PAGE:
Photo Credit: Consulate General of India, New York/ Twitter
As the tropical storm Irma passed over Florida, it has already claimed four lives and left about 5.8 million people in the state powerless.
Florida, home to 120,000 Indians, according to the 2010 US census, is currently being monitored closely not just in the US, but also across the globe and especially in India.
To ensure that the Indian American community gets the support needed, Sandeep Chakravorty, the consul general, New York, has been appointed In-charge of hurricane Irma at the Consulate and is stationed in Atlanta these days.
Little India spoke to Sandeep Chakravorty on what the ground situation looks like currently.
There have been reports that a lot of Indian Americans decided to stay put in Florida despite US officials calling for a mandatory evacuation. Was it a wise decision not paying heed to the warnings?
No, there has been a bit of confusion over this. There were people in two kinds of places — those who were in the flood zones and those who were on the high ground. Not everyone was expected to move out. All the Indians who were in flood zones did move out and those who stayed put were the ones in the high ground and had concrete houses that could weather the storm. Many people moved within the state too and shifted to shelters. The locals also responded fantastically to the local authorities. They cooperated and if there were evacuation orders they drove as much as 8-12 hours to be in the safe zones.
The people in flood zones also moved out as far as New York, New Jersey, Atlanta and even West Coast, depending on their situation. The entire state of Florida was not expected to be evacuated.
Have you been able to take stock of the losses incurred – monetary or otherwise, particularly amongst the Indian American community? What does the situation look like currently?
We have been assessing the situation and have been trying to take a stock since morning today. As of now I am relieved to say that there has been no casualty reported from the Indian American community. There have been inconveniences, such as power outages, backflow of water in bathrooms etc., but there has been no very big damages reported. We are in touch with at least 100 Indian American families in Tampa, Jacksonville and other areas too and we have not got news of extensive damage. However, it is still early days and a lot of people who moved out of their homes are yet to go back and assess the situation. We are trying to keep a tab on information we can get from all quarters. I met an Indian American this morning in the hotel I am staying who had evacuated his house in Orlando. He shared that and has discovered that there is no major damage to his house, which is heartening. I hope we continue to get news of minimum damage.
Were there a lot distress calls that you received especially from the families back in India concerned about the whereabouts of their kin in Florida?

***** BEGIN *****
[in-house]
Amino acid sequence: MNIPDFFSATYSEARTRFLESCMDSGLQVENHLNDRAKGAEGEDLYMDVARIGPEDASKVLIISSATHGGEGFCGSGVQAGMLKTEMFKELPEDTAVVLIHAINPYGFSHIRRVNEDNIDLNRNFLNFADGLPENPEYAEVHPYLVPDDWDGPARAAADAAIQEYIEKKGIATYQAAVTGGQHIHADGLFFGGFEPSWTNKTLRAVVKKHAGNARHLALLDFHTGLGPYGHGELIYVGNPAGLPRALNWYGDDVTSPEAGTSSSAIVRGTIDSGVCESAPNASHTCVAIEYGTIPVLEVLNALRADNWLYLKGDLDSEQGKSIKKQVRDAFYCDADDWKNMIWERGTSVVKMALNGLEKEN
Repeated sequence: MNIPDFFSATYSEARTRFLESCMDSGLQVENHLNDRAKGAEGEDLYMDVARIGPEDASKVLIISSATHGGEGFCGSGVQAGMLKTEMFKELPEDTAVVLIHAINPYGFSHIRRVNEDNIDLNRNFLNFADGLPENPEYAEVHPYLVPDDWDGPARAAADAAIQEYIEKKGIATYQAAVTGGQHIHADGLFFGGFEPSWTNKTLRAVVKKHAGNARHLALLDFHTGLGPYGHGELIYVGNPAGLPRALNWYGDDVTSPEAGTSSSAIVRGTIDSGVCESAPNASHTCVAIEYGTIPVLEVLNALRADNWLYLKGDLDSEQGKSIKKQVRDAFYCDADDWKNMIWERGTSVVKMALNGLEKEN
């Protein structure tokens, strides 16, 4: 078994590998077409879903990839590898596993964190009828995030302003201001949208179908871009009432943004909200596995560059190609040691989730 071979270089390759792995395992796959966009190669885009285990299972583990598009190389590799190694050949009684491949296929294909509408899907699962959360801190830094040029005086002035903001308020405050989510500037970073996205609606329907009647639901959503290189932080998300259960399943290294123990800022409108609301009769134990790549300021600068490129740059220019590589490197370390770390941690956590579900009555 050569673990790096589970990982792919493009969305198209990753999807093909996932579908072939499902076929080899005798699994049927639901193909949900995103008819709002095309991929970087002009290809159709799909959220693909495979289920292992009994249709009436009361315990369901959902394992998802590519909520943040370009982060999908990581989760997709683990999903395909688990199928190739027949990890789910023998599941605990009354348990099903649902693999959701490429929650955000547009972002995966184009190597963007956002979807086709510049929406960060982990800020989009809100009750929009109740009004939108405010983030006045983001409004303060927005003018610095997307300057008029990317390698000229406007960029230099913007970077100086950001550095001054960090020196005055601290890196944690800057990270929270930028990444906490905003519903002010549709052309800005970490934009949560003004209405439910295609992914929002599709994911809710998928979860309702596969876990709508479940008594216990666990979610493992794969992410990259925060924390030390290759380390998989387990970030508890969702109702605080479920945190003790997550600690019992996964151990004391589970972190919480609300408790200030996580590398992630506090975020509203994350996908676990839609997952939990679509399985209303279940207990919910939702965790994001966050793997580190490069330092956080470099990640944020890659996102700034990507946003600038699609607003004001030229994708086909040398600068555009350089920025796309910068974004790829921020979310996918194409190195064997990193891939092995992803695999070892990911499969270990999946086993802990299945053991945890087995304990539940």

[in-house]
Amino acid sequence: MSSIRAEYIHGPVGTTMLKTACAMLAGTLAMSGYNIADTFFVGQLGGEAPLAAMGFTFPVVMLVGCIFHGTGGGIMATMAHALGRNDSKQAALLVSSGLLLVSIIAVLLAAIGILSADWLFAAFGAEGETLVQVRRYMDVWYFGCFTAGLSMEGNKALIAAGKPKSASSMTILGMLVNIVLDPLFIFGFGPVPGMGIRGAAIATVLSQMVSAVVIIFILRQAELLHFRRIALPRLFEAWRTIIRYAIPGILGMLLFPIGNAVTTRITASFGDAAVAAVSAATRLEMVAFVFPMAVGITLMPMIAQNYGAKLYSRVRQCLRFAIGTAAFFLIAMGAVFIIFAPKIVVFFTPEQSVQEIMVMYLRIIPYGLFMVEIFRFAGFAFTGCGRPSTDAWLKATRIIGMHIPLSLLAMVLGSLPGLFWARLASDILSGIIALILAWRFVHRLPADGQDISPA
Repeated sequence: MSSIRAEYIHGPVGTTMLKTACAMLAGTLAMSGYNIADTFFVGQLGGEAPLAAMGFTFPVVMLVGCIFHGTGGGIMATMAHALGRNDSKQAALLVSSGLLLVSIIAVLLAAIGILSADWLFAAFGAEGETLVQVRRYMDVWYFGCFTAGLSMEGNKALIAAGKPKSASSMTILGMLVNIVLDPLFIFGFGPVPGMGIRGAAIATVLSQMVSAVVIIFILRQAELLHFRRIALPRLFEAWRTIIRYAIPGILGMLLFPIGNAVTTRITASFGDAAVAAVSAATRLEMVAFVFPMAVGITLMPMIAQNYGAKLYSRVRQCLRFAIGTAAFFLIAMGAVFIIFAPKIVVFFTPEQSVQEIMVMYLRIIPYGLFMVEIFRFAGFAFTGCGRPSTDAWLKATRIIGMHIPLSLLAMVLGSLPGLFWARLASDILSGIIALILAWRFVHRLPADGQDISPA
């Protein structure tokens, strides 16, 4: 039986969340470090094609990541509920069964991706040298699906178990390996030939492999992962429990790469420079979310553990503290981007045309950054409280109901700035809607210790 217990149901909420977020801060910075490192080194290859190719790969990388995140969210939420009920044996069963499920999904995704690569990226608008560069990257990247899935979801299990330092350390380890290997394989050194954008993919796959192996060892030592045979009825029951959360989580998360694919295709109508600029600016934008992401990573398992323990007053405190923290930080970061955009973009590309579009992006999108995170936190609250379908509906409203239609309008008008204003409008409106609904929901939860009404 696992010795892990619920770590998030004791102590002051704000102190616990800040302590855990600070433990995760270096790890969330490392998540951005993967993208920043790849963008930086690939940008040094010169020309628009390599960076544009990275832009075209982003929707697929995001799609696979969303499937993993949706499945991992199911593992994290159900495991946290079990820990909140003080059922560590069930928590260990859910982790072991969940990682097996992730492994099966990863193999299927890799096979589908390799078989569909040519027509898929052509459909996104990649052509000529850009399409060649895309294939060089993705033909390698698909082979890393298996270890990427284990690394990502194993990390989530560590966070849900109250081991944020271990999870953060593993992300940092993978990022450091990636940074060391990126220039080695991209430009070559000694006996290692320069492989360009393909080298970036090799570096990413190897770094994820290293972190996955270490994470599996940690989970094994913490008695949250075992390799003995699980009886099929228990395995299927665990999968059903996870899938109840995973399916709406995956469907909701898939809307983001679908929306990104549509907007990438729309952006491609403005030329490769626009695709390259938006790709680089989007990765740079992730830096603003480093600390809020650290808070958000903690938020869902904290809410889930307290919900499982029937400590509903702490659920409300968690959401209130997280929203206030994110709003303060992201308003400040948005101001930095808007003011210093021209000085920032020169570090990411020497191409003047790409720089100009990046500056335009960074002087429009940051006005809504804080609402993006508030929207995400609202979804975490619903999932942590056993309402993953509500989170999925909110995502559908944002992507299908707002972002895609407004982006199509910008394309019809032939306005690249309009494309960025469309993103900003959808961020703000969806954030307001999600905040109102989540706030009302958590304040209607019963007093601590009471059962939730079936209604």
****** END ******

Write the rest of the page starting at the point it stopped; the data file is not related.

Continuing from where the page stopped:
The good news is that the communication lines were up and running so people could talk to each other as well as to their relatives outside of USA. This apart the social media played an immensely important role. There are so many WhatsApp and Facebook groups that are operating and keeping a track on each other’s well being. It is difficult to follow all the groups, but we are doing our best. Of course there was some distress, as earlier the indication was that that the hurricane will move towards wes,t but it moved east instead. Some people from the east had moved west, but we were trying our best to relay the information and keep people safe. As of now we know that the situation is under control and we hope it stays the same.
The Indian community came out in a big way to offer support in Houston and the same energy was displayed in Florida too with a lot of Indian American organizations gearing up to offer help. What have been your observations?
The synergy with which the community offered to help each other has amazed me. Just now we received a call from another Gurudwara offering to help. About 400 homes of Indian Americans in Orlando were opened to offer shelter to people. The Indian community worked very closely together to deal with the situation. I met one person who had 40 people in his house and these were people from all states of India living and helping each other. There is another company from India that provides teachers in Florida and I got to know that there were about 125 teachers who were hosted by fellow teachers in Florida in their homes during the period. There are many such heart-warming stories emerging from the calamity.
There was a lot of emphasis on how Indian community responded during the time of Harvey too. Do you feel the current socio-political atmosphere also shaped the response or things got noticed more because the minorities are under scanner in America lately?
It’s difficult to say that socio-political situation conditioned the people’s response. I would however think that Indian American community has always been very active and have supported each other. It was also perhaps the first time the state had seen a warning of this extent, so a lot of people were proactive because of this if nothing else.